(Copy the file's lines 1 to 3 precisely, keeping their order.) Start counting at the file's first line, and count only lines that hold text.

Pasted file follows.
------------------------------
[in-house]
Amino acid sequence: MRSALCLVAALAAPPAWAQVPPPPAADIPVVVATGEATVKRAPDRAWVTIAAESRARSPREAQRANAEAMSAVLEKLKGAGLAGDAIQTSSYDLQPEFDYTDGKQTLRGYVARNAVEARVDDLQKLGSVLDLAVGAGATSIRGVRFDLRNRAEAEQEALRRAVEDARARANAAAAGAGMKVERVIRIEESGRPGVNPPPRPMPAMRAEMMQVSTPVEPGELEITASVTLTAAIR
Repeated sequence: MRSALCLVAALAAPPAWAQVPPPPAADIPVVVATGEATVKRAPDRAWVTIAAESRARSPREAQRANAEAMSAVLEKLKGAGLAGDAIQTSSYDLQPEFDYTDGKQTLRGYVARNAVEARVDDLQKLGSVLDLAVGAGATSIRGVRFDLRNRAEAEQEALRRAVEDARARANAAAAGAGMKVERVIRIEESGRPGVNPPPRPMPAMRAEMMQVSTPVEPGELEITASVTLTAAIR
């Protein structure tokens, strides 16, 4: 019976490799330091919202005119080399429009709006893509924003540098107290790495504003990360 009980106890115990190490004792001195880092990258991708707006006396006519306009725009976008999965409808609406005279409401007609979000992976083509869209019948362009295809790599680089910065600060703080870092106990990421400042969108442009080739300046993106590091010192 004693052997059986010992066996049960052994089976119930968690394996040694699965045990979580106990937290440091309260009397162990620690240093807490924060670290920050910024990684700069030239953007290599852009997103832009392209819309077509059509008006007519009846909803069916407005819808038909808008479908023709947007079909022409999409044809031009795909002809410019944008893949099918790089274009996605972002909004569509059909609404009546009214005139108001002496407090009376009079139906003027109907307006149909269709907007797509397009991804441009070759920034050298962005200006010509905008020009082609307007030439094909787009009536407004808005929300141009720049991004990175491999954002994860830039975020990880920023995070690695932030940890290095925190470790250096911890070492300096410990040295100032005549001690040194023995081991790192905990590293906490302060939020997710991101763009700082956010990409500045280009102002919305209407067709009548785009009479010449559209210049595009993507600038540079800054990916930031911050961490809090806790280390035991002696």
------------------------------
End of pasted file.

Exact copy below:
[in-house]
Amino acid sequence: MRSALCLVAALAAPPAWAQVPPPPAADIPVVVATGEATVKRAPDRAWVTIAAESRARSPREAQRANAEAMSAVLEKLKGAGLAGDAIQTSSYDLQPEFDYTDGKQTLRGYVARNAVEARVDDLQKLGSVLDLAVGAGATSIRGVRFDLRNRAEAEQEALRRAVEDARARANAAAAGAGMKVERVIRIEESGRPGVNPPPRPMPAMRAEMMQVSTPVEPGELEITASVTLTAAIR
Repeated sequence: MRSALCLVAALAAPPAWAQVPPPPAADIPVVVATGEATVKRAPDRAWVTIAAESRARSPREAQRANAEAMSAVLEKLKGAGLAGDAIQTSSYDLQPEFDYTDGKQTLRGYVARNAVEARVDDLQKLGSVLDLAVGAGATSIRGVRFDLRNRAEAEQEALRRAVEDARARANAAAAGAGMKVERVIRIEESGRPGVNPPPRPMPAMRAEMMQVSTPVEPGELEITASVTLTAAIR